This is important, because the idea that God will reward our good behavior with material benefits has dangerous implications.

If we believe that bad things *don’t* happen to good people, then we unfairly judge those who fall into misfortune.  We look down our noses at those who are poor, thinking that they should have gotten a better education… or at those who are sick, thinking they should have taken better care of themselves… or at those who are addicted, thinking they shouldn’t have taken drugs…  While it’s true that we are responsible for our actions and those actions have consequences, this kind of judgmental thinking is dangerous.  From the outside looking in on someone else’s life, we don’t know what actions may or may not have led to which consequences.  Most often, we judge others in order to distance ourselves from their bad things.  It’s us thinking, “That wouldn’t happen to me, because I’m making good choices.”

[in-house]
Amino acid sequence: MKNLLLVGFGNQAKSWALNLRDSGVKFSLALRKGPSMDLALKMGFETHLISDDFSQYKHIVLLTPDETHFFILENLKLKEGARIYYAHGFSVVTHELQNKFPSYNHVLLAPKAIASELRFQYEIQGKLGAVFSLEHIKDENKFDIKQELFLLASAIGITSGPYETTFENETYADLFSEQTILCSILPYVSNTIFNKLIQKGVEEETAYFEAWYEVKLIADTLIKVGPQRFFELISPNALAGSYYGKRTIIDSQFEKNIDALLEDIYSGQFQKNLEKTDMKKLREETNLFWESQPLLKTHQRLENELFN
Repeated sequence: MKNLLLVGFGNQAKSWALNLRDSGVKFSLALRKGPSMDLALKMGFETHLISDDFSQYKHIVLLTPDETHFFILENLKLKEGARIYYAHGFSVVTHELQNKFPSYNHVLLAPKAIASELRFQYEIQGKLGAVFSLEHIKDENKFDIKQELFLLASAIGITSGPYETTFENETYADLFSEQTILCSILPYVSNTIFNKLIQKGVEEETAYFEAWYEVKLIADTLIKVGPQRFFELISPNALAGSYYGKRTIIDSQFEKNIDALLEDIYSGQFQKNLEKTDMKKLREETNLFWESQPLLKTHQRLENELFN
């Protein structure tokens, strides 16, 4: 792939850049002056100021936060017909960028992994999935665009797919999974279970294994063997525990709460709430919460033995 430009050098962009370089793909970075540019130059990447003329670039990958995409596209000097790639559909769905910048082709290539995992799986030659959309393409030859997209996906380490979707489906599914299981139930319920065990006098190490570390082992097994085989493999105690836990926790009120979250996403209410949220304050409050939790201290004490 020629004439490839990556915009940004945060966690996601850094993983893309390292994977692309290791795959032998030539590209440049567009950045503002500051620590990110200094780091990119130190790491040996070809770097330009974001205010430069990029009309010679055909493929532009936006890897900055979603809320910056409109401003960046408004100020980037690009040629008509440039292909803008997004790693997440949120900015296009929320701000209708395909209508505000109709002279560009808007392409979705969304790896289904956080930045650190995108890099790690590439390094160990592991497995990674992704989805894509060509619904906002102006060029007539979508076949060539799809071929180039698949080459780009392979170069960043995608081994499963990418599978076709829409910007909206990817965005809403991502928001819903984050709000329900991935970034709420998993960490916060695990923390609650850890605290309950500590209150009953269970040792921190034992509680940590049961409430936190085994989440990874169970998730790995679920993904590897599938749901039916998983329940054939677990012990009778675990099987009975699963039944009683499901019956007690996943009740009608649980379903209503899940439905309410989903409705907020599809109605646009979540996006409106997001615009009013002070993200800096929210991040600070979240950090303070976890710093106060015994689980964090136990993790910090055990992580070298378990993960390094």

But that could happen to us.  Bad things happen to good people.  Period.

We have to understand that because, sooner or later, bad things will happen to us.  The bulk of the book of Job isn’t about the calamity that fell on him – but how he responded when it did.  And how will we respond?  Will we be tormented, wondering what we did to bring this on ourselves?  Will we be outraged, thinking that we’re too good for such bad things?

No – because we know that bad things happen to good people.  They just do.  I don’t understand why, and (spoiler alert) Job doesn’t provide a very satisfying explanation in the end.  We don’t know why bad things happen to good people… but we know that they do.

But – just as surely – we also know this:  God is with us.

Long after Job lived and suffered and lived again, Jesus Christ lived and died and lived again.  And the God who came as Jesus Christ has not left us.  That God is with us, providing us with radical forgiveness and eternal life that begins now and extends after death.

God hasn’t promised us a perfect life… but God has offered us a very good life.

May we live into it.

Amen.